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The Long-Lasting Impact of Bernie Sanders’ Political Revolution

How the Vermont senator, who conceded the Democratic primary on Tuesday morning, changed the presidential race—and his own party.

By Jared Keller


Bernie Sanders campaigns with Hillary Clinton at Portsmouth High School on July 12, 2016, in Portsmouth, New Hampshire. (Photo: Darren McCollester/Getty Images)

The Bernie Sanders bonanza has come to a close.

On Tuesday morning, at a joint rally in Portsmouth, New Hampshire, Sanders officially endorsed Hillary Clinton for the Democratic nomination, ending his own presidential bid in the process.

“Secretary Clinton has won the Democratic nominating process,” Sanders said. “She will be the Democratic nominee for president, and I intend to do everything I can to make certain that she will be the next president of the United States.”

Sanders’ endorsement comes as a huge boon for Clinton, whose campaign is confident in the Vermont senator’s ability to energize and mobilize the young voter base he so successfully connected with in his primary bid. It also confirms that Sanders will not be running as a third-party candidate.

Despite months of feuding between the Sanders and Clinton campaigns, and the establishment politicians who perpetuate a system that many feel is rigged against the voters, the senator decided to quietly accept the hard electoral math: On the eve of the California primary, Clinton earned enough delegates to technically clinch the Democratic presidential nomination. But after initial protestations from Sanders and his adherents — and with the prospect of the Democratic caucus plunging into an all-out brawl at the party convention later this month— the Sanders campaign has decided to play ball for the sake of the party. With Donald Trump looming on the horizon, this can’t come a moment too soon for the Democrats.

Sanders’ brand of liberal populism helped move the Democratic Party’s center of gravity further to the left.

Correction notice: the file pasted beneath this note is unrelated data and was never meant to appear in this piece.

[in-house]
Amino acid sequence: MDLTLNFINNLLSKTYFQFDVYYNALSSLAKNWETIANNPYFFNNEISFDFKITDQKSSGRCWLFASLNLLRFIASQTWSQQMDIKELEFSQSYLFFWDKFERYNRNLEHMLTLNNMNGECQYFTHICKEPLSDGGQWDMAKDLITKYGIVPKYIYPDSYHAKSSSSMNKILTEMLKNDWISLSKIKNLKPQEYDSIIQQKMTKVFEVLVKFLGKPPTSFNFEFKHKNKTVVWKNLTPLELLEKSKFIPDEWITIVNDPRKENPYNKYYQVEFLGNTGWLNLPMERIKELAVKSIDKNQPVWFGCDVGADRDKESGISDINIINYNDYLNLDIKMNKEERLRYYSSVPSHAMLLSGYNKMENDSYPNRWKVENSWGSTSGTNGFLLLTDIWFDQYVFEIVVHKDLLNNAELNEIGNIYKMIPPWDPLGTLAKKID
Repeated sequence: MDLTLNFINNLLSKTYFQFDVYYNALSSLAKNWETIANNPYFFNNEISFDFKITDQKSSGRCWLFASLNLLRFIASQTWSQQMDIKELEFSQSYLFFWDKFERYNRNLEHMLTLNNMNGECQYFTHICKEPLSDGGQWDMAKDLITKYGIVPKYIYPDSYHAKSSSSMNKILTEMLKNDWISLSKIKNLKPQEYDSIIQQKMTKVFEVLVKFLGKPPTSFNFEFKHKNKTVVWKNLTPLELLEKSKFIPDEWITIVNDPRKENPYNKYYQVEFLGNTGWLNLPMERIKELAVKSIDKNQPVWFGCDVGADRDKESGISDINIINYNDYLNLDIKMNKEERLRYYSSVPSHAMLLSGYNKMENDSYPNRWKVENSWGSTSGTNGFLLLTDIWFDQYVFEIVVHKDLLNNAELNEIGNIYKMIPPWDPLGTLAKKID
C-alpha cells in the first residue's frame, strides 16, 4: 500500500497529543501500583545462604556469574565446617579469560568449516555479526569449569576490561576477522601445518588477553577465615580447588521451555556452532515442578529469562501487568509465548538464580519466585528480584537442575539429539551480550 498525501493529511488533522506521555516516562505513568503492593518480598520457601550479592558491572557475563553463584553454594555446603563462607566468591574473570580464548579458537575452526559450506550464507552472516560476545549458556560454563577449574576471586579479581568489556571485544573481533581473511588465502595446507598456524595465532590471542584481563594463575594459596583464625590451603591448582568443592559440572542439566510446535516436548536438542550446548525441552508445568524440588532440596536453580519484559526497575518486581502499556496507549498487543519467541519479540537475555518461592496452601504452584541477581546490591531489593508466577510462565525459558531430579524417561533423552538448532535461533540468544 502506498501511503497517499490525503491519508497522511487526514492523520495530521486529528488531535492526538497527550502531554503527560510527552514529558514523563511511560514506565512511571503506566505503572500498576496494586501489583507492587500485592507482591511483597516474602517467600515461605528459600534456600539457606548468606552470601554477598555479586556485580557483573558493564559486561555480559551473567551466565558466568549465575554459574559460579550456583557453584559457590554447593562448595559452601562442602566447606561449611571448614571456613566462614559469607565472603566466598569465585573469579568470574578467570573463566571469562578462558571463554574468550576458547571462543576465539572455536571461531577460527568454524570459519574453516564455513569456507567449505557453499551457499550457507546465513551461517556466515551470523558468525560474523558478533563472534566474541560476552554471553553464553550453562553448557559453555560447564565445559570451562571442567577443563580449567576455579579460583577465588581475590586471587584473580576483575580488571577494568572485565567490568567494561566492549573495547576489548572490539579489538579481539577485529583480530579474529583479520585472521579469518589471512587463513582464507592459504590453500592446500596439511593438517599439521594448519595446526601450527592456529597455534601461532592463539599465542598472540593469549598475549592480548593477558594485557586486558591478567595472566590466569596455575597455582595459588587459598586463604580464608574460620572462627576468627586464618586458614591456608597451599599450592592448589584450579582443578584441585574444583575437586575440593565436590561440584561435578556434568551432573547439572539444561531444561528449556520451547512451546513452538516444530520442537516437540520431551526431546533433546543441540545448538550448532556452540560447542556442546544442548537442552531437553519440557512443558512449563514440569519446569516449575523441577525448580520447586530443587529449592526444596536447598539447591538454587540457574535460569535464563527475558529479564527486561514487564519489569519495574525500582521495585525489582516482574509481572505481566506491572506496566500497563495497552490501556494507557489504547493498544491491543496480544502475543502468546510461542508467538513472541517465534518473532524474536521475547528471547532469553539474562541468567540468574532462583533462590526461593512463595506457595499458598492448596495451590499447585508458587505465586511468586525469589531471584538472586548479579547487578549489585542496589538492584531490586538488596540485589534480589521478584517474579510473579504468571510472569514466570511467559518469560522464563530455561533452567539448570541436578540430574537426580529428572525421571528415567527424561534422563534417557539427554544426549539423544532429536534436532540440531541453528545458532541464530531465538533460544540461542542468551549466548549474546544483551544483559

By conceding to party rules around superdelegates and concerns that his continued attacks on Clinton may weaken the party going into the general election, Sanders’ concession may be a letdown for die-hards who firmly believe that 25 years in Congress does not make you immune to the wheelings and dealings of Washington. If the system is rigged — a long-held rallying cry by the Sanders campaign—then concession is a tacit affirmation to the rules and rule makers.

But despite the gradual reversal on his attacks on Clinton and other agents of the plutocracy, it’s worth noting that Sanders’ candidacy has been far more than a meager whimper. As FiveThirtyEight notes, the Sanders campaign has effectively mobilized independent voters to participate in this year’s Democratic primaries, voters who may end up providing the ballots necessary for Clinton to edge out Trump. Additionally, the Guardianreports “that six times as many Sanders supporters are prepared to swing behind Clinton than Trump in November. By stepping aside before the convention, Sanders will give Clinton a better springboard into the general election than any floor fight ever could.

More importantly, Sanders’ brand of liberal populism helped move the Democratic Party’s center of gravity further to the left, the most recent example being Clinton’s plan for free college tuition. Where health-care reform formed the policy core of Barack Obama’s message in 2008, Sanders’ adamant focus on issues like income inequality and campaign finance reform has helped galvanize an up-and-coming generation of voters wary of the existing political system. That Sanders is playing by Democratic National Committee rules may be disheartening, but the campaign’s progressive domination of the party’s platform committee ahead of the convention will leave an impactfor Democrats far beyond the race for the White House.

So what will Sanders supporters do now? According to the Guardian, the revolution “will not be silenced.” Already an army of liberal non-profits like the Roosevelt Institute are working to articulate Sanders’ platform into workable policy solutions focused on income inequality and money in politics. We’ll certainly know more come November.